The materials offered in a knife are always a key consideration. “Most collectors seem to prefer stainless steel blades over carbon steel,” Wilson notes. “That said, many older buyers still prefer carbon steel in the knives they carry, and a few younger buyers prefer it because of their fathers and grandfathers.
“The misconception seems to be that if a blade doesn’t rust, it won’t hold an edge. They don’t realize cutlery companies have kept up with the times and that new blade steels are constantly being introduced.”
Among handle materials, Wilson indicates due to the variety of colors, jigged bone is his most popular but stag, mother-of-pearl and wood still move as well.
On the custom side, Connelly says stag is the most popular, followed by traditional jigged bone. “For blade materials they prefer high-quality stainless steels such as CPM-154, ATS-34 and CPM-S30V. We occasionally see high-quality damascus on an upscale slip joint,” he adds. It is interesting to note that damascus is wildly popular in other genres such as fixed blades and locking folders, but it does not seem to translate well into traditional fare.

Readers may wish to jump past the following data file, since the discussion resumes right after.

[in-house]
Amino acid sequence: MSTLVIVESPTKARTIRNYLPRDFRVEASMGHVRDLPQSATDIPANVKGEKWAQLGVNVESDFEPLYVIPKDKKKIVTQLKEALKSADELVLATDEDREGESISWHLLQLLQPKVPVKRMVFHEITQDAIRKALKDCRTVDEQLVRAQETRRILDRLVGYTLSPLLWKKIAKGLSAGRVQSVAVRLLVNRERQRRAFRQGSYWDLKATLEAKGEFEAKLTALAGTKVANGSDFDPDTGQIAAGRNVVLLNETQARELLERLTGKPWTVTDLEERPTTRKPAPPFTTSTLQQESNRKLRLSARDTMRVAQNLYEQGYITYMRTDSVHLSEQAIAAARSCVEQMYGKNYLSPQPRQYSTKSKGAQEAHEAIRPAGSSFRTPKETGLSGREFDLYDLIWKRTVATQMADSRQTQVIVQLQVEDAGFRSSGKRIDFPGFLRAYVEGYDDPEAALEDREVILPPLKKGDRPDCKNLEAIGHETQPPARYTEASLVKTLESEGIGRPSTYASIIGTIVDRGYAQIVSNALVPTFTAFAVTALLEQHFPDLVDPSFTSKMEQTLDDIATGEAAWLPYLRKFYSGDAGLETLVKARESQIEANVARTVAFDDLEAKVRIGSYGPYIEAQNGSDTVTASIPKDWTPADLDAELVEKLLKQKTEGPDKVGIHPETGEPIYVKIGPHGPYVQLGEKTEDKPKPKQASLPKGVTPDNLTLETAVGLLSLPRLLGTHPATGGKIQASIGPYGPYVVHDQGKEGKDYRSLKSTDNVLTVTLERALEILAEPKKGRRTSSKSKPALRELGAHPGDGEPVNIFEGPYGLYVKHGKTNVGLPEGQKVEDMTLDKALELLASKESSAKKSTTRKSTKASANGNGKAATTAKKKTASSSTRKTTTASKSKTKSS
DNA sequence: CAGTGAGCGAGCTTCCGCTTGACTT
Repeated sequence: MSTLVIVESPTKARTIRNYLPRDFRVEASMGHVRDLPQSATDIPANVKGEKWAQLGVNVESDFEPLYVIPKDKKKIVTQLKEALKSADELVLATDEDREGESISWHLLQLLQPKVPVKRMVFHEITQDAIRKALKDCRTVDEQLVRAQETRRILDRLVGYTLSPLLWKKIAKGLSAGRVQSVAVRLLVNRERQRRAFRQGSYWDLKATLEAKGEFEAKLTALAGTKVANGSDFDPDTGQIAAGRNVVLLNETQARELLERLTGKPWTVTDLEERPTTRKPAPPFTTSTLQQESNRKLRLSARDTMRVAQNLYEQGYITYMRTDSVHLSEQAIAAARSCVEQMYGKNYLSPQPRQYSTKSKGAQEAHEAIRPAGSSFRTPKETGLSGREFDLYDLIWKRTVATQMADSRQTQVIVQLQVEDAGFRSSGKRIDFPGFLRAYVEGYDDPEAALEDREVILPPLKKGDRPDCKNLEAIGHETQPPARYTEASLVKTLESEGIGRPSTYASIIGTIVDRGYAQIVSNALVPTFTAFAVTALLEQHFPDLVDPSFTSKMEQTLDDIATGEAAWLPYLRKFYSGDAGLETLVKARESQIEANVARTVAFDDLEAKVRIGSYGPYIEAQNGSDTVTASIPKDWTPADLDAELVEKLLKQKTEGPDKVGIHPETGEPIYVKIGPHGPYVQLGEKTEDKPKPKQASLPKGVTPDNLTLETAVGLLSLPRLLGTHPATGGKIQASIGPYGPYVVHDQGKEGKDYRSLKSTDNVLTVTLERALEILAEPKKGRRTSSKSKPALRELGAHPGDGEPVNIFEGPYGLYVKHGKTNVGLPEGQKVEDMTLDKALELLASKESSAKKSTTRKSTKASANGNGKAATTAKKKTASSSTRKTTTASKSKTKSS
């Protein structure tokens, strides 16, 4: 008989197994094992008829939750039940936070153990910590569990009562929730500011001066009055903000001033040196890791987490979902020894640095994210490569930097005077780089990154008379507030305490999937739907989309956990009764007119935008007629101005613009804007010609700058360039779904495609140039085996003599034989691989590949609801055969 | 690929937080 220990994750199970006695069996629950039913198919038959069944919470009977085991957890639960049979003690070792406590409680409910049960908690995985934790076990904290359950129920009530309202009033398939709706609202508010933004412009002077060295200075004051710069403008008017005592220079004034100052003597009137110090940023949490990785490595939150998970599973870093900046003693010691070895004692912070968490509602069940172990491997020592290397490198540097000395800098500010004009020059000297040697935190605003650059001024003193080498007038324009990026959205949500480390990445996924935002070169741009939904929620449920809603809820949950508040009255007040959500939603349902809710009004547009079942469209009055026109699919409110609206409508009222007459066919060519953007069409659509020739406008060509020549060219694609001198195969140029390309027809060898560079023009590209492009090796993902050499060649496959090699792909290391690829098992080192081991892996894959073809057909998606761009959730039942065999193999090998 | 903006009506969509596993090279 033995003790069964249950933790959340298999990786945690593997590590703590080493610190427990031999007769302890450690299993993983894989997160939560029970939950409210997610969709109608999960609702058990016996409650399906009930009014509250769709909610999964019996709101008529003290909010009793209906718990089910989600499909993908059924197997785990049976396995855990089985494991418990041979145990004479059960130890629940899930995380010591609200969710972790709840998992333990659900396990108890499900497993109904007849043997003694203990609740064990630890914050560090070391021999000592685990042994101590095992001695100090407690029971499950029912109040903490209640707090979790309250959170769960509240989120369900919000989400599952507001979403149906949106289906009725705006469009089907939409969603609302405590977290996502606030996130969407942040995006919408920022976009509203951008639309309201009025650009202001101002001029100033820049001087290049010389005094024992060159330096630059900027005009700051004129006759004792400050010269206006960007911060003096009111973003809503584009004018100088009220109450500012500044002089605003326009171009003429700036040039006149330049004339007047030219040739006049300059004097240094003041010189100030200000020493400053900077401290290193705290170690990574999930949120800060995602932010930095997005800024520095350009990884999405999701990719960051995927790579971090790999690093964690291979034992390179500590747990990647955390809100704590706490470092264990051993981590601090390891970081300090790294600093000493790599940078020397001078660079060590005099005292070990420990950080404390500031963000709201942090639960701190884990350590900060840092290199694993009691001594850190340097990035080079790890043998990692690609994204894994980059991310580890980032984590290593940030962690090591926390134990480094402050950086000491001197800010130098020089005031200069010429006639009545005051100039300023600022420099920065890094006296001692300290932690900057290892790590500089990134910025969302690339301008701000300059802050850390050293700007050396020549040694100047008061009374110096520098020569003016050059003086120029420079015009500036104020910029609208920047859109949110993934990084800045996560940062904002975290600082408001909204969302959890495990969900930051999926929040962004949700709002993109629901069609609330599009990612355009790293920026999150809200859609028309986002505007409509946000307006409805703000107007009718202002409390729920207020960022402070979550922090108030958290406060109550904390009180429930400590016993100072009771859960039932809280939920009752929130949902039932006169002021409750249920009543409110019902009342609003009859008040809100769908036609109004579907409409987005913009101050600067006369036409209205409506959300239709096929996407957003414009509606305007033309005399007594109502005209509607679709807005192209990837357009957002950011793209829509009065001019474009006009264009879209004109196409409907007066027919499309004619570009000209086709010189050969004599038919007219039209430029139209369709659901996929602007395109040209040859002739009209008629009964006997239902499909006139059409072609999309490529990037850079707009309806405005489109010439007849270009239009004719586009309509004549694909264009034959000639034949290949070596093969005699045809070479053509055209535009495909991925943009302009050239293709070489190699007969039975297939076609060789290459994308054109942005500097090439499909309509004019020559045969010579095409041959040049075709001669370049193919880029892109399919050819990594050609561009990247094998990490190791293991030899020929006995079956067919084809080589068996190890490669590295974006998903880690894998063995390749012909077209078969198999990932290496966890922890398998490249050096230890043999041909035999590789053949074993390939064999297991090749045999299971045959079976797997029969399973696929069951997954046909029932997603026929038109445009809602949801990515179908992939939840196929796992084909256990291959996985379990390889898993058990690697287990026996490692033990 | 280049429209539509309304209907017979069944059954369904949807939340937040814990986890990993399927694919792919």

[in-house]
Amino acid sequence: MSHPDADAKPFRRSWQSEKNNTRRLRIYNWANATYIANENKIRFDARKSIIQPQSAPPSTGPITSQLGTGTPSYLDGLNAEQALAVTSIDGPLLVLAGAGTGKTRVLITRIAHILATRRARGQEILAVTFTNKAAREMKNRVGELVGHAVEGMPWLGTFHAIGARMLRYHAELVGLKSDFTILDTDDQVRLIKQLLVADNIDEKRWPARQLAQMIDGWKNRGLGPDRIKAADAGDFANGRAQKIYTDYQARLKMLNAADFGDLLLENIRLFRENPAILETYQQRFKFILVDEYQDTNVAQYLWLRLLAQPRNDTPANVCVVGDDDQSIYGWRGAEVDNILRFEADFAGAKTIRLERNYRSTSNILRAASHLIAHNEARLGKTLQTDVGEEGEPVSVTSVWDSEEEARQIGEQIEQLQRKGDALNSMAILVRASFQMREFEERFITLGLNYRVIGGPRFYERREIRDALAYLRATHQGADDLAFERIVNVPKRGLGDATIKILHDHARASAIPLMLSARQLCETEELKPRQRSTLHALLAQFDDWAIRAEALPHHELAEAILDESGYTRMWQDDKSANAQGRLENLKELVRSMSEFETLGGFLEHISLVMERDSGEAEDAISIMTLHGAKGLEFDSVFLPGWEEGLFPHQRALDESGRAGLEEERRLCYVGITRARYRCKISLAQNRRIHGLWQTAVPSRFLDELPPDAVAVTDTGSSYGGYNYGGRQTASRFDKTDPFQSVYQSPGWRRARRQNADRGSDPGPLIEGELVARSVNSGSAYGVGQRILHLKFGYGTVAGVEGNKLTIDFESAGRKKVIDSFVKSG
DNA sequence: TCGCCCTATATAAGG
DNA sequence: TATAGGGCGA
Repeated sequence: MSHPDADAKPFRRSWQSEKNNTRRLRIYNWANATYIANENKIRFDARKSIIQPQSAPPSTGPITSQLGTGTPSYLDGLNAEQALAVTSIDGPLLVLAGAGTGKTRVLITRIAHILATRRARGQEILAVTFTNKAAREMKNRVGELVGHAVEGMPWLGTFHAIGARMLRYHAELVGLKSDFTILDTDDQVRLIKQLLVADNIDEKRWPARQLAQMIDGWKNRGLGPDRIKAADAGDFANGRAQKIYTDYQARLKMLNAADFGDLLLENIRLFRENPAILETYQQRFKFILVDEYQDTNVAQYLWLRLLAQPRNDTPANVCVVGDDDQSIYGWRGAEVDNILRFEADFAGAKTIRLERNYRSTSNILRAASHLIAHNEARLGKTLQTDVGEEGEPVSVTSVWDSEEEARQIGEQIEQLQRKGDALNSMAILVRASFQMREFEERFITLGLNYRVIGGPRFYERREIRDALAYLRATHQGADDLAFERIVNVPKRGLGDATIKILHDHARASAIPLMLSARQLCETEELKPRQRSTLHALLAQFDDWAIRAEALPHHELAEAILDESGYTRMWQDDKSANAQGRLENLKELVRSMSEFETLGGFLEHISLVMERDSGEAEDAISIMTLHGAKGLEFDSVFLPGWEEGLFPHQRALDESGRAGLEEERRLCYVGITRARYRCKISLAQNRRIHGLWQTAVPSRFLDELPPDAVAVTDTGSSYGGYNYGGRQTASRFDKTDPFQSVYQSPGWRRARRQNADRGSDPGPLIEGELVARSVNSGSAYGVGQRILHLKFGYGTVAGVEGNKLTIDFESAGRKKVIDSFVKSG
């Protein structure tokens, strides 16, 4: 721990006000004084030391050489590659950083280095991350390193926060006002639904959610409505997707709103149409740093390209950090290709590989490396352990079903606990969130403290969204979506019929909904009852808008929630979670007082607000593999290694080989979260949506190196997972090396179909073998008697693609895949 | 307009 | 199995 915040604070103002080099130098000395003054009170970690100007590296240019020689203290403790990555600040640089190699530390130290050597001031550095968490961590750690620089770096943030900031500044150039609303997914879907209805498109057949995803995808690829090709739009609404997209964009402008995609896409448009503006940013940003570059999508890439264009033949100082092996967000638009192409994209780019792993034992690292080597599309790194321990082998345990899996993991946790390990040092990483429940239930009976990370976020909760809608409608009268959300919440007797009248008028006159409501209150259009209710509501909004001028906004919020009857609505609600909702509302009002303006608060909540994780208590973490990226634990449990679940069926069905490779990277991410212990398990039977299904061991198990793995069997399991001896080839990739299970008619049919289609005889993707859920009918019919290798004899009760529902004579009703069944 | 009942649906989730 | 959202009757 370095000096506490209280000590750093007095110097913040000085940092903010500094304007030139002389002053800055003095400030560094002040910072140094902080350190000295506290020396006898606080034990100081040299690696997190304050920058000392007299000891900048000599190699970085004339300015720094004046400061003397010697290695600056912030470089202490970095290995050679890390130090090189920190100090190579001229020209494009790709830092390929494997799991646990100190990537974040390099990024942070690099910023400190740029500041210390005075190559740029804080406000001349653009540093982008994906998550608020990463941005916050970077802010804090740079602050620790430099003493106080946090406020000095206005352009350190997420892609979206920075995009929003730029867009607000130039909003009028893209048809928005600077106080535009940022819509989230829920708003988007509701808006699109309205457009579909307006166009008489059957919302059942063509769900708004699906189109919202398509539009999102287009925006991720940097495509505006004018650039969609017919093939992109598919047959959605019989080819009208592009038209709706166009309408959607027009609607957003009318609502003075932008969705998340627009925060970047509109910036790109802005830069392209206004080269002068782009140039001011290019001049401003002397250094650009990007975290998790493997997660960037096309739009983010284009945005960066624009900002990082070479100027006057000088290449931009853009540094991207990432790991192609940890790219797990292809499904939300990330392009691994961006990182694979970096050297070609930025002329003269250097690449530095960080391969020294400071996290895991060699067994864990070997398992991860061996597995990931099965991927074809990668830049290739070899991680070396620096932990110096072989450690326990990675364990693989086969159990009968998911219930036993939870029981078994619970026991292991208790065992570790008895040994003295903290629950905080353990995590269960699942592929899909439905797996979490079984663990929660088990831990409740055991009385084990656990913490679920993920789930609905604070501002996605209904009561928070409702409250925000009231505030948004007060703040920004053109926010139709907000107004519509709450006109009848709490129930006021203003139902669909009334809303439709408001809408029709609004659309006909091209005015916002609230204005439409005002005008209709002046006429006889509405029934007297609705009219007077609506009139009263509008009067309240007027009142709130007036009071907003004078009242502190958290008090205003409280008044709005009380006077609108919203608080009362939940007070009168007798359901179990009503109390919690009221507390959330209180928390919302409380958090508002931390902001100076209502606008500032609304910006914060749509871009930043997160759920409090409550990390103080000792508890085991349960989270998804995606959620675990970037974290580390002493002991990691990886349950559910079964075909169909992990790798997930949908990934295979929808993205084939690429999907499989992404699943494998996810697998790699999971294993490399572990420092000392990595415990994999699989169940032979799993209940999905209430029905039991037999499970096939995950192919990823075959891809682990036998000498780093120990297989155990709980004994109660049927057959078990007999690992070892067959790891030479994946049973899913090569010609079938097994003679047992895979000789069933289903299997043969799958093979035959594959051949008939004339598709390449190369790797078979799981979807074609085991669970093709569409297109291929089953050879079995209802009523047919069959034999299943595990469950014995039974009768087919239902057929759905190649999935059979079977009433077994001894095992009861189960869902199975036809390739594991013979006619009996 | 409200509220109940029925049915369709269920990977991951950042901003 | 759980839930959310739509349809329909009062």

Given the increase in custom makers joining the party and the extremely large number of factory pocketknives on the market, traditional slip-joint lovers will have fat pickings for a while. Whether you prefer production or custom knives, there are affordable options for everyone. Custom slip joints typically range from $250 up and factory pocketknives can be had for as little as $25 for models produced offshore—with stag handles, no less!—to $150-$200 for top-shelf limited editions.
In essence, with the exception of some of the more rarified custom artisans who can name their price, it is a buyers’ market that shows no sign of slipping.